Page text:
You've been preparing to put the house up for sale for weeks, and you have the sore muscles to prove it. Now comes the moment of truth. Are prospective buyers really going to care about all the work you did? If you did your homework before opening the toolbox, you already know the answer.
"Everyone has heard the cautionary tale about how a swimming pool can actually lower your home's resale value because it creates lots of work for the next owner," says Keith Hahn of Handyman Connection, one of the nation's largest home-improvement companies. "The story endures because it's a great example of how some home improvements, no matter how luxurious, can backfire when it's time to sell."
When an upgrade simply has to pay off, Hahn suggests avoiding renovations that buyers will view as burdens-elaborate décor or landscaping, swimming pools, skylights and more. "That beautiful Victorian stenciling in your dining room will be a problem if a buyer has modern tastes," he says. In general, renovations uniquely reflecting personality or taste will not appeal to most buyers.
Instead, focus on renovations that will save buyers work and illustrate a commitment to regular maintenance. Upgrade kitchen fixtures and appliances. Install new bathroom faucets and toilet seats, clean the grout and replace old caulking. But keep it simple. While these small improvements will immediately pay for themselves, Hahn says a big project, such as adding a bathroom, is a poor short-term investment.
Other upgrades should focus on improving curb appeal. A new front door can modernize the whole house. Looking to disguise an unattractive exterior outlook? Try installing window boxes or hanging flower baskets. Inside the house, spending a day touching up chipped paint or tightening wobbly cabinet hardware costs almost nothing but will pay off big on closing day. "Buyers want to move in and enjoy their new homes, not repair them," says Hahn.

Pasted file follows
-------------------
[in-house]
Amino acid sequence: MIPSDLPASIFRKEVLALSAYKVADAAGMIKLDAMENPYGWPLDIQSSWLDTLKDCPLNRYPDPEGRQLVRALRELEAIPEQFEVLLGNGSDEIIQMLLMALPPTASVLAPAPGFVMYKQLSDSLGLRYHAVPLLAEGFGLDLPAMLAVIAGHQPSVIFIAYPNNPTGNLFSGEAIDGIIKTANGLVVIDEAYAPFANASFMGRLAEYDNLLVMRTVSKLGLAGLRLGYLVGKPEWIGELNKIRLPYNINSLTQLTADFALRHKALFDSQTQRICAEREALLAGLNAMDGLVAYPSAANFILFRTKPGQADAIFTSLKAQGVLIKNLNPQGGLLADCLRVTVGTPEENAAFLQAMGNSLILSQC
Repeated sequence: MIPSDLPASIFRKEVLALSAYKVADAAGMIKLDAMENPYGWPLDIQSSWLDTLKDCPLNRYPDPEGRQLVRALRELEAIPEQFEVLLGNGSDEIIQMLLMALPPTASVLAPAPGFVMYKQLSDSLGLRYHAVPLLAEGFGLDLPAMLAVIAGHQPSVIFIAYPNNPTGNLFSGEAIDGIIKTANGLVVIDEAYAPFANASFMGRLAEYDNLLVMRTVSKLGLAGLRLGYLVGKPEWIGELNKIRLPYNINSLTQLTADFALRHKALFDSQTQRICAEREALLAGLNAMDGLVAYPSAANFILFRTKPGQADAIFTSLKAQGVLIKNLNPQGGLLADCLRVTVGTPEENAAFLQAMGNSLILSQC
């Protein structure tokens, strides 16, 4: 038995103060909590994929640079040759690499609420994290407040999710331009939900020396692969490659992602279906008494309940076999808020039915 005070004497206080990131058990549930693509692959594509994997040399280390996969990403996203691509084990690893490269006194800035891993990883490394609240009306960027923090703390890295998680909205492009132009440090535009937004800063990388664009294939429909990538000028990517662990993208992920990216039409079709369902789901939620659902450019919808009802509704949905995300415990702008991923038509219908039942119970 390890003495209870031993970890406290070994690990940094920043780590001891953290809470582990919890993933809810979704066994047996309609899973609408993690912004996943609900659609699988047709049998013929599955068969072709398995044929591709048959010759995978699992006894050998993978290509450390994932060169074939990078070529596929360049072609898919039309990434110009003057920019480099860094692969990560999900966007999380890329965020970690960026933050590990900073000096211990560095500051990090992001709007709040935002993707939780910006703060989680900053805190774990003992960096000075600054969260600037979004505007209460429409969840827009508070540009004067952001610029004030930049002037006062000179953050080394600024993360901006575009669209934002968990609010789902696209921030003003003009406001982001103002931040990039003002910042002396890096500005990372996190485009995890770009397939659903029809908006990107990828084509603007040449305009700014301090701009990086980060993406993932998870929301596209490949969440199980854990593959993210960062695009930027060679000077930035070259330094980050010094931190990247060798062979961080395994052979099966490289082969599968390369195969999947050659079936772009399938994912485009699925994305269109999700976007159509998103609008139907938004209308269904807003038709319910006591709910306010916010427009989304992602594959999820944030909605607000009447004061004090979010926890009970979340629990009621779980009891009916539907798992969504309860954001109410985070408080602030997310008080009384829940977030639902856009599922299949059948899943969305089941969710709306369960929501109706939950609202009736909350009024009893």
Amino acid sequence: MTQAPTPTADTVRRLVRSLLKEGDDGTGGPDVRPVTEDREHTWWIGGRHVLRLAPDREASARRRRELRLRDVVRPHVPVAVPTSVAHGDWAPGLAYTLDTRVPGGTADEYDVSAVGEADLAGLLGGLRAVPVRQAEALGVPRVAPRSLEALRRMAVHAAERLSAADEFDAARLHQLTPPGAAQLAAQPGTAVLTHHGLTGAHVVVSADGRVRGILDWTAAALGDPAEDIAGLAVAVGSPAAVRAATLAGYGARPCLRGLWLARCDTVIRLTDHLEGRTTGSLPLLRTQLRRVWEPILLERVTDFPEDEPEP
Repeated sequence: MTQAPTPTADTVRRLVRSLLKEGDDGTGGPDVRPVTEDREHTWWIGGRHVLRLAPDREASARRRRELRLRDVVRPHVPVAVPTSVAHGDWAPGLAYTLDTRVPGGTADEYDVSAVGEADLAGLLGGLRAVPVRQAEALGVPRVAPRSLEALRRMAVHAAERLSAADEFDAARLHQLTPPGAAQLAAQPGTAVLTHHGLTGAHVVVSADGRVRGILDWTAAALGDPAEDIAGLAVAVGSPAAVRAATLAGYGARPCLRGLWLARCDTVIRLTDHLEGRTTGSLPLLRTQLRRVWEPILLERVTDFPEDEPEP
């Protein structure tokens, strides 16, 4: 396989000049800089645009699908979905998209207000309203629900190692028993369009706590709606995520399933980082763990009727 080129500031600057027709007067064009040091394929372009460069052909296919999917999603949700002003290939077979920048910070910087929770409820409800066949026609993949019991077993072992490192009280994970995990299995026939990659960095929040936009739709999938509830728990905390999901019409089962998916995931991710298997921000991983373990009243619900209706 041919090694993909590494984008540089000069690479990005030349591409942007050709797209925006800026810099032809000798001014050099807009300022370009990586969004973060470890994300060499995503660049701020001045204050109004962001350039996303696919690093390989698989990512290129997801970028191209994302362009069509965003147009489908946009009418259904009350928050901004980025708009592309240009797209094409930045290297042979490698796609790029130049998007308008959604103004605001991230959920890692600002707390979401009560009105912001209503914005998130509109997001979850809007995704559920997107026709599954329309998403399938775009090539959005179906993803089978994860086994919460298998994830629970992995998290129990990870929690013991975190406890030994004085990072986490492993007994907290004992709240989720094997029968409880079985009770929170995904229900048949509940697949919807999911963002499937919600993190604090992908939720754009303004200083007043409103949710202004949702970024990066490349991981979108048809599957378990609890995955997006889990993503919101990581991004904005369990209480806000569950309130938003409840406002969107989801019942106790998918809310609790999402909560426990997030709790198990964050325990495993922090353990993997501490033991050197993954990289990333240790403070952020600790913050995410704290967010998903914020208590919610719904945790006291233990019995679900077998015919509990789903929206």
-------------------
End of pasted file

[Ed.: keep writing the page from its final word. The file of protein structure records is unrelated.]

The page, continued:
A thorough interior cleaning can also increase perceived value. Remove clutter throughout the house. Shampoo the carpets. Dry clean the drapes. Wash the windows. Make sure faucets sparkle. And don't forget to organize closets and cabinets. "You'll be surprised where buyers will try to peek when touring a home," says Hahn.
Finally, Hahn says, step back and take an objective look at your home. "If anything uniquely reflects the trends of the early 1970s, you can bet that a potential buyer is going to see it as an immediately necessary upgrade," he adds.
Keith Hahn is the chief operating officer of Handyman Connection, a nationwide network of home improvement and repair contractors. For more information, call 1-800-466-5530 or visit www.handymanconnection.com.
Some simple home improvements can make a big difference in the sale price.
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